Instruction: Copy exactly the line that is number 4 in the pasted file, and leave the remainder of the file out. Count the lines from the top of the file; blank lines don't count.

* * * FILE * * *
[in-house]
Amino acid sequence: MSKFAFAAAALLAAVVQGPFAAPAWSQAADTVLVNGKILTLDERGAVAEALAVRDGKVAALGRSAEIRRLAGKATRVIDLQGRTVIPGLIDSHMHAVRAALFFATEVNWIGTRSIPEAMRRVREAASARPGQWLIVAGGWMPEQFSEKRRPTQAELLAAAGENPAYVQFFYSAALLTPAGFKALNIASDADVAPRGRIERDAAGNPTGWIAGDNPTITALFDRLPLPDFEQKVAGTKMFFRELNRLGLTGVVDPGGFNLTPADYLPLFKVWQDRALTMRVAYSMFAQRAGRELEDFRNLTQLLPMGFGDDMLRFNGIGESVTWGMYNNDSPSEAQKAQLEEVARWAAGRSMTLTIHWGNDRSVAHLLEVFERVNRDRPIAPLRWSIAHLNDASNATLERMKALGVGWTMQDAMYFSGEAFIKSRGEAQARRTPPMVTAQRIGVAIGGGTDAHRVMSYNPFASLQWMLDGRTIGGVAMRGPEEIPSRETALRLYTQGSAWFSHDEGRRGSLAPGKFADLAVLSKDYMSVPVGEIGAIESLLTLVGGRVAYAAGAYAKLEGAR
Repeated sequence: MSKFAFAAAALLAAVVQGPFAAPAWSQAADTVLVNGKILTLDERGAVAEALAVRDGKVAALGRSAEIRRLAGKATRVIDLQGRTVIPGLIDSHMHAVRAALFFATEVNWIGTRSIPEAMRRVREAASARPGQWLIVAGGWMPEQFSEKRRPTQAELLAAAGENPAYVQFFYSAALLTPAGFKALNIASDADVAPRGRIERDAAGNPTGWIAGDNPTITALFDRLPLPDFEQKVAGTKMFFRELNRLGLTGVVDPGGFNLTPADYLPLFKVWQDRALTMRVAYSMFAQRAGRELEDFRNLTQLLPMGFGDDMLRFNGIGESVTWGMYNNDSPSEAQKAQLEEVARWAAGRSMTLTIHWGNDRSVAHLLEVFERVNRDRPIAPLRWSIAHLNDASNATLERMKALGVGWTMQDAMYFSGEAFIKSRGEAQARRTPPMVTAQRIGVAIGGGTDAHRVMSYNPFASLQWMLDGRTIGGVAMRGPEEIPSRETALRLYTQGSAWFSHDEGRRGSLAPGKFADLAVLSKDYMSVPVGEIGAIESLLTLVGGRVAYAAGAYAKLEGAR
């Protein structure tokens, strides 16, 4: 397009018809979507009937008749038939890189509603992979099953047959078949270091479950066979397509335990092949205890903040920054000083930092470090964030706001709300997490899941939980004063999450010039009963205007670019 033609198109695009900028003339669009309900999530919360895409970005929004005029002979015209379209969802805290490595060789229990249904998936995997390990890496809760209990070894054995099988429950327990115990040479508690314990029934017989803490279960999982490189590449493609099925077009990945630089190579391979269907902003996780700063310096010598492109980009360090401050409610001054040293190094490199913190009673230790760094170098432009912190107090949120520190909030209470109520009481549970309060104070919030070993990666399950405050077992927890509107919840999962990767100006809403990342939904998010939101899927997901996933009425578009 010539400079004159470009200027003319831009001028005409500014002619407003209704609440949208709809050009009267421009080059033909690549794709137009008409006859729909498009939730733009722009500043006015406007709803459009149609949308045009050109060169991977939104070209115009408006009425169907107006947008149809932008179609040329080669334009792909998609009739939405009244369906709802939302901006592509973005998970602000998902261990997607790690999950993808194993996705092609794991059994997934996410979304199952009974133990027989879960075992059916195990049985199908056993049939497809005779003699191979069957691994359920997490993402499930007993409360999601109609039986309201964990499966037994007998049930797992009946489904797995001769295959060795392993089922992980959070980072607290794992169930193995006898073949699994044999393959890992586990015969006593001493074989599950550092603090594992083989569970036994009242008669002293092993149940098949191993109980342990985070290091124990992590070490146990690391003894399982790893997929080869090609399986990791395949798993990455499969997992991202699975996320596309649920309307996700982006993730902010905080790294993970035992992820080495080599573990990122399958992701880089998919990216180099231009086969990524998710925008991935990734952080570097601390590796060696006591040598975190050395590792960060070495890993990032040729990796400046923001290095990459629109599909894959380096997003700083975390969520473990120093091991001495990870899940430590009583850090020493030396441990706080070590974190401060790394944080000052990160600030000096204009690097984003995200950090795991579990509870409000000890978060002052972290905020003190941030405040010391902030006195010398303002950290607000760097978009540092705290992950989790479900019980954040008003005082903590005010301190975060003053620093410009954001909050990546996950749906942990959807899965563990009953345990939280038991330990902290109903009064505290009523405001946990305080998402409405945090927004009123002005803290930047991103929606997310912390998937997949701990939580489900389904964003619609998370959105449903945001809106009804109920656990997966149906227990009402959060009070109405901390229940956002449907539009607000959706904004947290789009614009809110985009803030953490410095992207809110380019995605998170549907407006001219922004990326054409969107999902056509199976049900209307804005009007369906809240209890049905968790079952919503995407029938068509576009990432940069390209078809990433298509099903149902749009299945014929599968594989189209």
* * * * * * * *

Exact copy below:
């Protein structure tokens, strides 16, 4: 397009018809979507009937008749038939890189509603992979099953047959078949270091479950066979397509335990092949205890903040920054000083930092470090964030706001709300997490899941939980004063999450010039009963205007670019 033609198109695009900028003339669009309900999530919360895409970005929004005029002979015209379209969802805290490595060789229990249904998936995997390990890496809760209990070894054995099988429950327990115990040479508690314990029934017989803490279960999982490189590449493609099925077009990945630089190579391979269907902003996780700063310096010598492109980009360090401050409610001054040293190094490199913190009673230790760094170098432009912190107090949120520190909030209470109520009481549970309060104070919030070993990666399950405050077992927890509107919840999962990767100006809403990342939904998010939101899927997901996933009425578009 010539400079004159470009200027003319831009001028005409500014002619407003209704609440949208709809050009009267421009080059033909690549794709137009008409006859729909498009939730733009722009500043006015406007709803459009149609949308045009050109060169991977939104070209115009408006009425169907107006947008149809932008179609040329080669334009792909998609009739939405009244369906709802939302901006592509973005998970602000998902261990997607790690999950993808194993996705092609794991059994997934996410979304199952009974133990027989879960075992059916195990049985199908056993049939497809005779003699191979069957691994359920997490993402499930007993409360999601109609039986309201964990499966037994007998049930797992009946489904797995001769295959060795392993089922992980959070980072607290794992169930193995006898073949699994044999393959890992586990015969006593001493074989599950550092603090594992083989569970036994009242008669002293092993149940098949191993109980342990985070290091124990992590070490146990690391003894399982790893997929080869090609399986990791395949798993990455499969997992991202699975996320596309649920309307996700982006993730902010905080790294993970035992992820080495080599573990990122399958992701880089998919990216180099231009086969990524998710925008991935990734952080570097601390590796060696006591040598975190050395590792960060070495890993990032040729990796400046923001290095990459629109599909894959380096997003700083975390969520473990120093091991001495990870899940430590009583850090020493030396441990706080070590974190401060790394944080000052990160600030000096204009690097984003995200950090795991579990509870409000000890978060002052972290905020003190941030405040010391902030006195010398303002950290607000760097978009540092705290992950989790479900019980954040008003005082903590005010301190975060003053620093410009954001909050990546996950749906942990959807899965563990009953345990939280038991330990902290109903009064505290009523405001946990305080998402409405945090927004009123002005803290930047991103929606997310912390998937997949701990939580489900389904964003619609998370959105449903945001809106009804109920656990997966149906227990009402959060009070109405901390229940956002449907539009607000959706904004947290789009614009809110985009803030953490410095992207809110380019995605998170549907407006001219922004990326054409969107999902056509199976049900209307804005009007369906809240209890049905968790079952919503995407029938068509576009990432940069390209078809990433298509099903149902749009299945014929599968594989189209």